Discussion

  • In Palms of Madagascar (Dransfield & Beentje 1995) this species keys out to the two couplets that include Dypsis saintelucei , D. tsaravoasira and D. nauseosa . It differs from the first two in having ruminate endosperm while from the last it differs in having much shorter, more slender rachillae. Dypsis tanalensis , an incompletely known taxon, is mentioned also at this point in the key, but this also has a ruminate endosperm. In general appearance D. carlsmithii does not resemble any of these. In some ways the inflorescence resembles that of D. prestoniana and D. tokoravina , but these two are even more robust and have fascicled leaflets. (J. Dransfield & J. Marcus, Dypsis 'stumpy'. 2002)A

Diagnosis

  • palma robusta compacta inter species arborescentias solitarias, foliolis numerosis regulariter dispositis, inflorescentia interfoliacea ramosissima, rachillis gracilibus brevibusque, endospermio homogeneo differt. (J. Dransfield & J. Marcus, Dypsis 'stumpy'. 2002)A

Description

  • Single-stemmed palm. Stems to 6 m tall, ca. 51 cm diam. at breast height, decreasing distally to ca. 40 cm diam. below the crownshaft; internodes ca. 10 cm long. Mature leaf curved and with a slight twist; sheath 140 cm long, ca. 80 cm wide when opened out, adaxially reddish brown, abaxially green to mid-brown with some wax and sparse scattered scales, with triangular lobes at the sheath mouth; petiole 45 cm long, proximally ca. 12 cm wide, distally 9 cm, abaxially waxy, abaxially convex, adaxially deeply grooved and with sharp margins; rachis ca. 3 m long, in mid-leaf 6 cm wide, abaxially with scattered scales, adaxially with a few scales, adaxially keeled, abaxially rounded; leaflets ca. 90 on each side of the rachis, regularly arranged, at intervals of ca. 4 cm, proximal ca. 90 x 3 cm, median ca. 92 x 4 cm, distal ca. 25 x 2 cm, adaxially glabrous or nearly so, abaxially with conspicuous crowded dark brown ramenta, main vein 1, apices attenuate. Inflorescence interfoliar, branched to 3 or 4 orders; peduncle ca. 3.5 m long, proximally 7 cm wide, distally 6 cm wide; prophyll at least 40 cm long, borne at ca. 60 cm above the base of the peduncle, glabrous or nearly so; peduncular bract inserted at 90 cm from the base of the peduncle, not preserved; rachis ca. 1 m long, with ca. 19 first order branches, the proximal of these with a secondary rachis of up to 70 cm long and 25 mm diam. at base, with very numerous rachillae; rachillae 6-8 cm long, 1.5-2 mm diam., glabrous, bearing short triangular bracts to 1 x 1.5 mm. Staminate flower buds 3.2 x 2.2 mm; sepals rounded-triangular, keeled and irregularly gibbous, 1.5 x 1.5 mm; petals 2.8 x 1.8 mm, minutely connate basally; stamens 6 with filaments 1.5 x 0.2 mm, inflexed at tip, anthers elongate, 1.9 x 0.9 mm, the connective ca. 0.2 mm wide, brown; pistillode columnar, 3-grooved, 1.5 x 0.5 mm. Pistillate flowers with sepals 1.5 x 1.5 mm; petals ca. 1 x 1 mm; staminodes at least three, toothlike, ca. 0.1 mm long; ovary ca. 1.2 mm diam. Fruit irregularly ovoid-ellipsoid, 16x9 mm, with stigmatic remains eccentrically apical; epicarp smooth, black; mesocarp thin fleshy; endocarp covered with a loose layer of broad anastomosing fibres. Seed 13x8 mm, endosperm homogeneous; embryo lateral. (J. Dransfield & J. Marcus, Dypsis 'stumpy'. 2002)A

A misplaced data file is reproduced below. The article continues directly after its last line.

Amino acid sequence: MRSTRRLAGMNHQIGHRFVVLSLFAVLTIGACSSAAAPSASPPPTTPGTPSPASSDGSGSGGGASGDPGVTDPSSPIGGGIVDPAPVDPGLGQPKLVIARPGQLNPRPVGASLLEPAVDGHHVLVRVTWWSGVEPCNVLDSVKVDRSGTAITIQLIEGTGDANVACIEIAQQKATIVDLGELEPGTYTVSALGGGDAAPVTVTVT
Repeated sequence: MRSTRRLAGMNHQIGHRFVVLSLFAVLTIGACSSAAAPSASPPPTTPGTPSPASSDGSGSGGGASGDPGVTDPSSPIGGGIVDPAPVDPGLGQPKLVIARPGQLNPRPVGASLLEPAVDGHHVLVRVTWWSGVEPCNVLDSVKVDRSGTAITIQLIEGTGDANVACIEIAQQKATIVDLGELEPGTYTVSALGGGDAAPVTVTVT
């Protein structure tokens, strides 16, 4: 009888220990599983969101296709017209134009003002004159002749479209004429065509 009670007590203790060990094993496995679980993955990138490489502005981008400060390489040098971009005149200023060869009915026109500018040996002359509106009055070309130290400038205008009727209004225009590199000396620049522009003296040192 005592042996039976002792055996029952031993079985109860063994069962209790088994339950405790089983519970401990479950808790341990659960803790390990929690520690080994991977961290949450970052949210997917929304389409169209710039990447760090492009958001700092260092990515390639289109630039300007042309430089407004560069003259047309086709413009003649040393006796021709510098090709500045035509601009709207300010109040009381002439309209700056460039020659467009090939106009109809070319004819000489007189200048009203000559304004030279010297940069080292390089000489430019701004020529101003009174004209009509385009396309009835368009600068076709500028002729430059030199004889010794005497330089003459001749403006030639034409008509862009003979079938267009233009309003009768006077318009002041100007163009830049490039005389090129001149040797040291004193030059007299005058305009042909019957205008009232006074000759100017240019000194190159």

Materials Examined

  • HAWAII. Cultivated in the Carlsmith Estate, Hilo, December 1996, J. Marcus s.n. (Holotype K). (J. Dransfield & J. Marcus, Dypsis 'stumpy'. 2002)A

Bibliography

A. J. Dransfield & J. Marcus, Dypsis 'stumpy'. 2002
B. World Checklist of Arecaceae